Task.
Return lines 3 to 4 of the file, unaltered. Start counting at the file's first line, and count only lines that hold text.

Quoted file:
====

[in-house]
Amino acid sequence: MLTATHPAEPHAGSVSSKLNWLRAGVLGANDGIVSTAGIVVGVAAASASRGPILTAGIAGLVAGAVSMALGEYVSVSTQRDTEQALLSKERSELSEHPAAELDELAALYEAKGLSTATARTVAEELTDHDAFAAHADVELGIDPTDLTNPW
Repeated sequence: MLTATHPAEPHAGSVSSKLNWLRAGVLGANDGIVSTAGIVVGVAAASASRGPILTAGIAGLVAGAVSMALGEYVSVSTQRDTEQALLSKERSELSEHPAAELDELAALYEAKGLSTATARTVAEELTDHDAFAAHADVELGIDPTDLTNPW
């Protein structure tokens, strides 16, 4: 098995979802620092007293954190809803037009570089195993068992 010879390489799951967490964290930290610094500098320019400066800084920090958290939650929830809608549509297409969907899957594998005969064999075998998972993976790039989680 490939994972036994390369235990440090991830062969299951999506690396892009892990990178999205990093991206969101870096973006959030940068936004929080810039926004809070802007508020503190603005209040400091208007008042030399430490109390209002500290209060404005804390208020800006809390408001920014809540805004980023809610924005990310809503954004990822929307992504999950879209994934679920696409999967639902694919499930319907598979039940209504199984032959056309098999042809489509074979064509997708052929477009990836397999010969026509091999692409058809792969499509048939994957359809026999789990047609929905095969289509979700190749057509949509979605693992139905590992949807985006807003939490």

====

Repeated sequence: MLTATHPAEPHAGSVSSKLNWLRAGVLGANDGIVSTAGIVVGVAAASASRGPILTAGIAGLVAGAVSMALGEYVSVSTQRDTEQALLSKERSELSEHPAAELDELAALYEAKGLSTATARTVAEELTDHDAFAAHADVELGIDPTDLTNPW
């Protein structure tokens, strides 16, 4: 098995979802620092007293954190809803037009570089195993068992 010879390489799951967490964290930290610094500098320019400066800084920090958290939650929830809608549509297409969907899957594998005969064999075998998972993976790039989680 490939994972036994390369235990440090991830062969299951999506690396892009892990990178999205990093991206969101870096973006959030940068936004929080810039926004809070802007508020503190603005209040400091208007008042030399430490109390209002500290209060404005804390208020800006809390408001920014809540805004980023809610924005990310809503954004990822929307992504999950879209994934679920696409999967639902694919499930319907598979039940209504199984032959056309098999042809489509074979064509997708052929477009990836397999010969026509091999692409058809792969499509048939994957359809026999789990047609929905095969289509979700190749057509949509979605693992139905590992949807985006807003939490």